There is a one-to-one correspondence between the set of squares and the set of square roots. Simply map each number in the set of square roots to its square in the set of squares. So it looks as though the sets must have the same number of members. After all:

(1) If there is a one-to-one correspondence between S1 and S2, then S1 has the same number of members as S2.

And yet it is deeply intuitive that there are more square roots than there are squares. Take away the squares from the set of square roots, and you still have some numbers left over. Take away the square roots from the set of squares, on the other hand, and you are left with nothing. So it seems that there must be fewer squares than square roots. This suggests the following:

(2) If S1 is a proper subset of S2, then S1 has fewer members than S2

These two highly intuitive principles cannot both be correct. This was once known as Galileo’s paradox. Virtually no one seems to find it paradoxical anymore. There is a widespread confidence that, however counterintuitive the resolution might seem, the matter has been settled: (1) is true, so (2) must be false. But why reject (2) rather than (1)? What we have here is an intuitional conflict. Has anything actually happened, since Galileo, to make us think that the intuition that backs (1) is more likely to be correct than the intuition that backs (2)? Not that I know of. All that has happened is that there has been a decision to use one-to-one correspondence as a measure of equinumerosity.

In fact, it seems that there is positive reason to prefer (2) to (1). After all, we have clear, concrete-case intuitions to the effect that there are more natural numbers than even numbers, more multiples of three that multiples of six, more square roots than squares. One might even be so bold as to call these “counterexamples” to (1), which is the label we typically reserve for concrete-case intuitions that tell against a general principle, even when that general principle is itself intuitive. So, if anything, we should prefer (2) to (1).

Perhaps the best conclusion to draw is that there is a genuine paradox here, and that more work needs to be done in resolving the intuitional conflict. But it is hard to see why (1) is supposed to be sacrosanct, and why we ought to conclude that there are as many squares as square roots, given that our only evidence for (1) is intuitive, and that we have at least as much intuitive evidence for thinking that (1) is false as we do for thinking that it is true.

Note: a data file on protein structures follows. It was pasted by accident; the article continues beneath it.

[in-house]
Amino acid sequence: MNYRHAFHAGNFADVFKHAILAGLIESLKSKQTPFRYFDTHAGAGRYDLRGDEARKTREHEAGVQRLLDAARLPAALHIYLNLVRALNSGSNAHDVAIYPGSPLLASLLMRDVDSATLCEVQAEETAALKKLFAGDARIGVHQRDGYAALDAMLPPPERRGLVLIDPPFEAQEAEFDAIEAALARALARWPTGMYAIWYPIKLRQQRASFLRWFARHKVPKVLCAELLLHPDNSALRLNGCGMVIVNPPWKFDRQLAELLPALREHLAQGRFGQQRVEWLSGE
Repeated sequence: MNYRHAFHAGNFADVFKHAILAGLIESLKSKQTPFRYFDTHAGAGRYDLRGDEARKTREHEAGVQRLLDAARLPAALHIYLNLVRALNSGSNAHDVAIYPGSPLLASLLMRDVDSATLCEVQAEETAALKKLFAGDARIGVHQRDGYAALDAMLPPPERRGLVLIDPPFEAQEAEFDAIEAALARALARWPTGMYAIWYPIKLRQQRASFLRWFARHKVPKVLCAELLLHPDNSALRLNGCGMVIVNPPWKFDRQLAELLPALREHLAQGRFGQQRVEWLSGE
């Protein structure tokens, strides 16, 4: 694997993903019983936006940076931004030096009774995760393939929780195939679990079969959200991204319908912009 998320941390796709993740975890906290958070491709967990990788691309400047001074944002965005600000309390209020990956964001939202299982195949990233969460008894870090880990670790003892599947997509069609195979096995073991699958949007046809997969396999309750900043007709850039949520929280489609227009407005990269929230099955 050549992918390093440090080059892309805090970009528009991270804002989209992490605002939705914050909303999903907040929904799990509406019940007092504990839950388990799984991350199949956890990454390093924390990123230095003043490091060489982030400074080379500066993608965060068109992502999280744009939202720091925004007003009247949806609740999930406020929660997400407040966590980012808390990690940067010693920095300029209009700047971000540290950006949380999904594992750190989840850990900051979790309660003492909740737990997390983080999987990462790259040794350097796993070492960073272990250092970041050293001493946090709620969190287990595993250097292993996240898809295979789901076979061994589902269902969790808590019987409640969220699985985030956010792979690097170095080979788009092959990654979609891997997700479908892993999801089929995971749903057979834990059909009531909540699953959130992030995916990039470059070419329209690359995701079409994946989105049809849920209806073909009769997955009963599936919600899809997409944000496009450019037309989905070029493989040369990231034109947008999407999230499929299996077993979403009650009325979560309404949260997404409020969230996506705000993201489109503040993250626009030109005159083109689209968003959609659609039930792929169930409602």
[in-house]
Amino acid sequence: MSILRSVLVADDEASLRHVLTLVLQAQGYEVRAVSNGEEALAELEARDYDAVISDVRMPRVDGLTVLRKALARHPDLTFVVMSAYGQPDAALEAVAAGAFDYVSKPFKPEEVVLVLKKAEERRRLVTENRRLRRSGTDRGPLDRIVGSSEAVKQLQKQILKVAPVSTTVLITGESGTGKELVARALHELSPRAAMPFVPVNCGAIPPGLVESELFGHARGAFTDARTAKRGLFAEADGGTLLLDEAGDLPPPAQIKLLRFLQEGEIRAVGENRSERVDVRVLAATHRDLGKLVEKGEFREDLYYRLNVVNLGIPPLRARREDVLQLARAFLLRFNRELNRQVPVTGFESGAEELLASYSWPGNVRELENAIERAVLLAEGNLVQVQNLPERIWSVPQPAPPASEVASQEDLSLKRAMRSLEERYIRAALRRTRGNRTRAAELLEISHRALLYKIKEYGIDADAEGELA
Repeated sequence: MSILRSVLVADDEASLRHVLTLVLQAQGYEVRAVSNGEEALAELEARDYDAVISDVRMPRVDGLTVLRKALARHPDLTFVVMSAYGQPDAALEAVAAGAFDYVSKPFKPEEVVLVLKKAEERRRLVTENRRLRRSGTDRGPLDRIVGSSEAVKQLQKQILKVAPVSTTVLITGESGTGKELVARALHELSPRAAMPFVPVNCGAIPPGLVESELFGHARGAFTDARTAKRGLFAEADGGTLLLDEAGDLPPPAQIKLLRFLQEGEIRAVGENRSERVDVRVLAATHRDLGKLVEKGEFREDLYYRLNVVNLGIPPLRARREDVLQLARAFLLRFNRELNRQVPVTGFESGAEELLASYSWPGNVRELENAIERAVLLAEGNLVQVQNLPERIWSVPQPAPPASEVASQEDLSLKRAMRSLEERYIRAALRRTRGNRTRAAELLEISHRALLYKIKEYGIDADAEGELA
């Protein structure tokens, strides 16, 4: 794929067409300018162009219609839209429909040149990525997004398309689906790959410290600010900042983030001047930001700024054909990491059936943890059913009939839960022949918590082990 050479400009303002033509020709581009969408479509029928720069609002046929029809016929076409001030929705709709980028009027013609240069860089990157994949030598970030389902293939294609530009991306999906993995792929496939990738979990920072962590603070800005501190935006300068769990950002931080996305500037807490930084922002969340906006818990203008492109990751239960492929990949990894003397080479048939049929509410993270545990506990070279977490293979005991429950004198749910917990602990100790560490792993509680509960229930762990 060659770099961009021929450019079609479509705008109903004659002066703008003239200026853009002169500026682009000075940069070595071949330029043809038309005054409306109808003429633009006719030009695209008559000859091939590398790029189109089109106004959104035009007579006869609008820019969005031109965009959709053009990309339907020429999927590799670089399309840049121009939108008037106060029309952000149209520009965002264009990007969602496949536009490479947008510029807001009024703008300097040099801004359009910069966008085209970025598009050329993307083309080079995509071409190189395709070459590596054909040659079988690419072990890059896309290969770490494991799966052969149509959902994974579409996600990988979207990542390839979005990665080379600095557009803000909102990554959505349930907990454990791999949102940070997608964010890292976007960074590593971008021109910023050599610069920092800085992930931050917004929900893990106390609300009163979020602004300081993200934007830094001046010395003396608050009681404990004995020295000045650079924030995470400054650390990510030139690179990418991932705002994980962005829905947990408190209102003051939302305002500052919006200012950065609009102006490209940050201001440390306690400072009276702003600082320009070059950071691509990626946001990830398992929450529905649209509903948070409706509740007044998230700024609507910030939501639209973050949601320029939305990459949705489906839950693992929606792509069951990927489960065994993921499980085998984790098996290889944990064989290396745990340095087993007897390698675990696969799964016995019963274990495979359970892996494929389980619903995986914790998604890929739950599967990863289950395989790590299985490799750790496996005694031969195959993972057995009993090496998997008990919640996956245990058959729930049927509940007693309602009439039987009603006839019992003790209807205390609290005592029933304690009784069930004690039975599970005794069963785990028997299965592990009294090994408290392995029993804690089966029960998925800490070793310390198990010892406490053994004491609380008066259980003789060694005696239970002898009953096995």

I'd be interested to know on what grounds I'm meant to believe 'our only evidence for (1) is intuitive'.

Posted by: Aidan McGlynn | December 04, 2006 at 12:28 AM

(A) Do we not have clear concrete case intuitions everytime we see a 1-1 correlation effected? If I believed in intuitions in the relevant sense, then I would say this.

(B) Can you tell me how to compare the numbers of mutually exclusive classes of things without appeal to a cardinal or ordinal notion of counting (both of which are incompatible w/ your subset thesis)? If you can't don't we have nifty theretical indispensibility for (1) in addition to intuition?

Posted by: Bryan Pickel | December 04, 2006 at 08:18 PM

The problem between the two principles emerges when you move from the finite to the infinite case. Most people's intuitions about the infinite case are informed by their intuitions about the finite case. The notion of having the same number of members is defined in terms of a one-one correspondence, which does generalize to the infinite case whereas (2) does not. That might be question begging...

In any case, what has happened since Galileo that would make (1) seem right over (2)? Frege and Cantor have provided good arguments to the effect that two sets having the same number of elements means that you can pair off each member of one set with a distinct member of the other. The rigorization (through axiomatization?) of math, allowed them to put together elegant theories of this counting, which has become the theory of cardinal numbers. The place to look for the Frege side of this is his Foundations of Arithmetic. I'm not sure about the Cantor side; although, I imagine most set theory books will mention it.

Posted by: Shawn Standefer | December 04, 2006 at 11:23 PM

Michael Hallett's book 'Cantorian Set-Theory and Limitation of Size' discusses Cantor's contribution at length.

Posted by: Aidan McGlynn | December 05, 2006 at 12:54 AM

Thanks for the comments.

Bryan: Perhaps you’re right that we do have concrete case intuitions that there are as many naturals as evens; for instance, we imagine as many people as there are natural numbers showing up at a hotel with as many rooms as there are even numbers, and we see that there’s a way for them to each have a room to himself. If so, intuitively, there must be at least as many hotel rooms as people. This seems a bit like an *inference* from the one-one equivalence of rooms to people, as opposed to an *intuition* that there are at least as many evens as naturals, though I admit it’s not obvious.

As for point B, I can tell you one way to compare the numbers of mutually exclusive classes of things without appeal to a cardinal or ordinal notion of counting: consult your intuitions. Intuitions probably won’t render a verdict on all cases. (That may be a deep fact about the limits of a priori knowledge, or it may just be a result of our limited intelligence.) Checking for 1-1 correction does, I take it, render a verdict in all cases, at least in principle. But to treat that as a reason for thinking that 1-1 equivalence suffices for sameness of size sounds a bit Vienna-circular.